Presentation on theme: "Civil Rights in Late Nineteenth/Early Twentieth Century America HEH July 23, 2012."— Presentation transcript:
Civil Rights in Late Nineteenth/Early Twentieth Century America HEH July 23, 2012
John Mercer Langston ( ) President, National Equal Rights League,
Civil Rights Act (1866) Section 1 “…That all persons born in the United States and not subject to any foreign power, excluding Indians not taxed, are hereby declared to be citizens of the United States; and such citizens, of every race and color, without regard to any previous condition of slavery or involuntary servitude, except as a punishment for crime whereof the party shall have been duly convicted, shall have the same right, in every State and Territory in the United States, to make and enforce contracts, to sue, be parties, and give evidence, inherit, purchase, lease, sell, hold, and convey real and personal property, and to full and equal benefit of all laws and proceedings for the security of person and property, as is enjoyed by white citizens, and shall be subject to like punishment, pains, and penalties, and to none other, any law, statute, ordinance, regulation, or custom, to the contrary notwithstanding.”
G.N. Barnard, “Slave Quarters on an Old South Carolina Plantation,” n.d., New York Historical Society (Penningroth, p. 419)
Section 1, 14 th Amendment (1868) All persons born or naturalized in the United States, and subject to the jurisdiction thereof, are citizens of the United States and of the State wherein they reside. No State shall make or enforce any law which shall abridge the privileges or immunities of citizens of the United States; nor shall any State deprive any person of life, liberty, or property, without due process of law; nor deny to any person within its jurisdiction the equal protection of the laws.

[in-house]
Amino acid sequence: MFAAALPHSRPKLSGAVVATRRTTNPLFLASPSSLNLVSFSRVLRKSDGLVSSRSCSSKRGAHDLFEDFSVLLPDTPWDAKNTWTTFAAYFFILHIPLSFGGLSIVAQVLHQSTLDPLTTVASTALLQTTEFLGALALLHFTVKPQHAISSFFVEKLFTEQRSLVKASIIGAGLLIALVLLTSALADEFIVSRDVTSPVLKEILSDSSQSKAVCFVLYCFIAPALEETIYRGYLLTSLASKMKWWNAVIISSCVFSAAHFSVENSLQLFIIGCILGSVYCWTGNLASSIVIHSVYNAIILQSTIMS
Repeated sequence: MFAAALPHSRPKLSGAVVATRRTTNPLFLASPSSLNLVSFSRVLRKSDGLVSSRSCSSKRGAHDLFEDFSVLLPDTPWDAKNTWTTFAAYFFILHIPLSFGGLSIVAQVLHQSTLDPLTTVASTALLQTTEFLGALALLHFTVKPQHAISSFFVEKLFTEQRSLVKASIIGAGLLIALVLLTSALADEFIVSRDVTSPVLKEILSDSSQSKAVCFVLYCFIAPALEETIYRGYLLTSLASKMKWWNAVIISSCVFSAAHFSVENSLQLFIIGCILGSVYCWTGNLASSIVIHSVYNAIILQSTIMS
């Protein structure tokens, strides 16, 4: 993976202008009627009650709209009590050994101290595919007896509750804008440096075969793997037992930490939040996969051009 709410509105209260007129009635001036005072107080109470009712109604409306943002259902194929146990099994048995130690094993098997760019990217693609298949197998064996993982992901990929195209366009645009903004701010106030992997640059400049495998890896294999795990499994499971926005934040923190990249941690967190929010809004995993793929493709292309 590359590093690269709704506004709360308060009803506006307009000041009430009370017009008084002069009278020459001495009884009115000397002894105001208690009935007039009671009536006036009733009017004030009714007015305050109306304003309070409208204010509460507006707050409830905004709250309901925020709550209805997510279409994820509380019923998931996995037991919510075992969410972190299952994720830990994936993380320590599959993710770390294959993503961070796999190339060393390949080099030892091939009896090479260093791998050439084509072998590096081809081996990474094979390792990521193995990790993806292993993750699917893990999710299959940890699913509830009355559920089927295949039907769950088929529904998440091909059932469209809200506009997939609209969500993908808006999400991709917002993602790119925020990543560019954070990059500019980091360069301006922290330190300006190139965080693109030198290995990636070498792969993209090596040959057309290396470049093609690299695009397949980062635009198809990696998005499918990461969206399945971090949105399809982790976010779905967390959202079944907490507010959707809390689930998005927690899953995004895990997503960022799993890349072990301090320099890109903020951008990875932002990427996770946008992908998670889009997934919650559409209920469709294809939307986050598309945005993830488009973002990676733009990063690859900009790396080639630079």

Civil Rights Act 1875 (ruled unconstitutional by SCOTUS 1883) Be it enacted, That all persons within the jurisdiction of the United States shall be entitled to the full and equal enjoyment of the accommodations, advantages, facilities, and privileges of inns, public conveyances on land or water, theaters, and other places of public amusement; subject only to the conditions and limitations established by law, and applicable alike to citizens of every race and color, regardless of any previous condition of servitude. SEC. 2. That any person who shall violate the foregoing section by denying to any citizen, except for reasons by law applicable to citizens of every race and color, and regardless of any previous condition of servitude, the full enjoyment of any of the accommodations, advantages, facilities, or privileges in said section enumerated, or by aiding or inciting such denial, shall, for every such offense, forfeit and pay the sum of five hundred dollars to the person aggrieved thereby,... and shall also, for every such offense, be deemed guilty of a misdemeanor, and, upon conviction thereof, shall be fined not less than five hundred nor more than one thousand dollars, or shall be imprisoned not less than thirty days nor more than one year...
Homer Plessy ( )
Citizens’ Committee Pamphlet 1893
Chinese Laundry, 19 th Century Yick Wo v. Hopkins (1886)